Early Church

Early Church History, Part 1

A BIBLICAL PERSPECTIVE ON EARLY CHURCH HISTORY You might think there is little to no reason to study any kind of church history. You could argue that things are the way they are, and they way


You might think there is little to no reason to study any kind of church history. You could argue that things are the way they are, and they way they use to be simply don’t matter anymore. Except that they DO! It’s true that the times constantly changed, but one thing that was never meant to be changed was the Gospel of Jesus Christ and preaching the Truth.

We are going to take a look back through the pages of history to see exactly how this Truth was recorded within the Gospel and how it proceeded to move forward, becoming changed as it went. Yes, it’s important to get back to a working knowledge of the Truth so that those breaches can be repaired, so that family altars can be repaired and so that Truth can, once again, prevail.

Birth of the Church In AD 33

After Jesus’ crucifixion, the disciples continued to preach and teach His message to all who would listen, whether it was to those along the way, those who called them, or even those in jail. They were often beaten for their preaching, and threatened with worse if they continued to do so.

There were even believers who were baptized a second time. In Acts chapter 19, Paul came upon a group of disciples and asked if they had received the Holy Ghost since they had believed. After finding out that they had never heard of it, he then asked what baptism they had received, and they told him, John’s baptism.

Paul went on to explain that even John had preached about the One who would come after him and as soon as they heard it, they were baptized in the Name of Jesus. Paul then laid his hands on them, at which time they received the Holy Ghost with the evidence of speaking in tongues.

So who were the key players at this time? It was primarily the Disciples and those that labored with them. So let’s take a look at this time, at some of those Disciples and the contributions that they made to the early Church.


Jesus called Peter “a rock”, and said that the Church would be built upon it (Matthew 16:18). This is reflected later, as Peter preached the first sermon on the day of Pentecost, after the Holy Ghost was received, and three thousand people were saved and added to the number of the Church. This story, along with Peter’s sermon, is recorded in Acts, Chapter 2.

It’s also where you will find a keystone verse of the Apostolic Church, specifically, verse 38: “Then Peter said unto them, Repent, and be baptized every one of you in the name of Jesus Christ for the remission of sins, and ye shall receive the gift of the Holy Ghost.”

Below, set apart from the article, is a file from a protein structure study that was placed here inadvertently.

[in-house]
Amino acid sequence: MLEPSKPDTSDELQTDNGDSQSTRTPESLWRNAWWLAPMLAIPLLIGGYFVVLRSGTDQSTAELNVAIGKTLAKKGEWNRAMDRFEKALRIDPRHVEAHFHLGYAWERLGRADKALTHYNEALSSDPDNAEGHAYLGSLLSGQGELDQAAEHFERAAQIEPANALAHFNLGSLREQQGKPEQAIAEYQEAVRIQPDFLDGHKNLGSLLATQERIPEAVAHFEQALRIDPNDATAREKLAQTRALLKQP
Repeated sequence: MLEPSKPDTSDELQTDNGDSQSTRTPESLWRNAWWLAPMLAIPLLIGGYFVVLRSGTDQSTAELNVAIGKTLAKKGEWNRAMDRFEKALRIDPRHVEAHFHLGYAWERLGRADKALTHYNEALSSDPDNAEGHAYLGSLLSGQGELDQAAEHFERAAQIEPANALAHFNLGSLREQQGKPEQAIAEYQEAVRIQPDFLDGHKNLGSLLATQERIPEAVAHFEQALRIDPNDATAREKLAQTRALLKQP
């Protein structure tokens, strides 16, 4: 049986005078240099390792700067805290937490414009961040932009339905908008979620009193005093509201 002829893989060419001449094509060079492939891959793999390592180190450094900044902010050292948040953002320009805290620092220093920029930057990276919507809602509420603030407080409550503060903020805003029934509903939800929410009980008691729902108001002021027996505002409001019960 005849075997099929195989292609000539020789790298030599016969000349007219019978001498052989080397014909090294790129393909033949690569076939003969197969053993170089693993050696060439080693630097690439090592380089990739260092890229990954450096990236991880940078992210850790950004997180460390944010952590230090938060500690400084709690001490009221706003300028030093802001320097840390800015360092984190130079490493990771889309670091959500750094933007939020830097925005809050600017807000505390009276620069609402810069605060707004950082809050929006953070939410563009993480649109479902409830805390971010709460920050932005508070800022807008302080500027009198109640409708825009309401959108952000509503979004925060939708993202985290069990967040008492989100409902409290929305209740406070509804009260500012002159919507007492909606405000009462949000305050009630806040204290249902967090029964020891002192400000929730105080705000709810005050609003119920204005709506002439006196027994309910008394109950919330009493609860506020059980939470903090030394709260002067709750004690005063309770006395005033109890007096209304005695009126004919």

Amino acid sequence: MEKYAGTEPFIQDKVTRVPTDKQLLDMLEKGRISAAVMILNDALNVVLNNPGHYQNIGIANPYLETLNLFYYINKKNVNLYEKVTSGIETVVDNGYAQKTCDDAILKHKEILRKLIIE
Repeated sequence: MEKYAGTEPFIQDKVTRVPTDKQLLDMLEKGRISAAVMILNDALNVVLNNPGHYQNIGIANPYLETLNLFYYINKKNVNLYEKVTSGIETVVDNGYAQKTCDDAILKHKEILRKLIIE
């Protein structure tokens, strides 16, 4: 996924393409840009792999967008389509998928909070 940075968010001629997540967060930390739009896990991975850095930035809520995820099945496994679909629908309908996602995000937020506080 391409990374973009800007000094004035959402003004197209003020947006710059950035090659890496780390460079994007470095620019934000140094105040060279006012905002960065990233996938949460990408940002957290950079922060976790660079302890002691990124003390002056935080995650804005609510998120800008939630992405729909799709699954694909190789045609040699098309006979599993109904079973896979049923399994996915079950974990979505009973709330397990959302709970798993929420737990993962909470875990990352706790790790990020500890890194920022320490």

It was Peter who suggested that a replacement be made for Judas, after Judas hung himself (Matthew 27:5). They wound up choosing Matthias for this role. Although Peter preached primarily to the Jews, he did defend the Gentile’s right to be included in the church. While they weren’t Jews themselves, Peter had received a vision from God showing that this was permissible (Acts chapter 11).

After several stays in prison, tradition holds that Peter eventually left Jerusalem and probably went to Babylon to preach to Jews there. This is also where it is thought that he first penned his first epistle, 1 Peter. It is even believed that Mark wrote the book of Mark by writing the stories that he heard Peter tell, as Mark was a Roman interpreter for Peter, supposedly.

Also according to tradition, Nero, the Emperor of Rome, carried out an expansive slaughter of many of the Apostles after calling himself the chief enemy of God. It was at this time that Peter was crucified upside down, in roughly 67 AD, stating that he was unworthy of a crucifixion like that of Jesus.


Andrew was Peter’s brother and the son of Jonas. Having lived in both Capernaum and Bethsaida, his primarily occupation was that of a fisherman at the time Jesus called to him. In fact, it was Andrew who first brought Peter to Jesus, saying that they had found the Messias (John 1:40-42).

Andrew wasn’t nearly as well known as his brother Peter, nor did he ever take a position of leadership as his brother did. It would have been an easy thing for him to become jealous of his brother, but he chose instead to be content with his role. His sole purpose seemed to be in simply showing others the way to Jesus.

According to traditions of the time, Andrew died in a town called Patra, in Achaia, Greece. The Governor at that time, Aepeas, had a wife who was both healed as well as converted, becoming a Christian. Following this, Aepeas’ brother also converted to Christianity. Aepeas was so enraged that he had Andrew arrested and sentenced to death on a cross.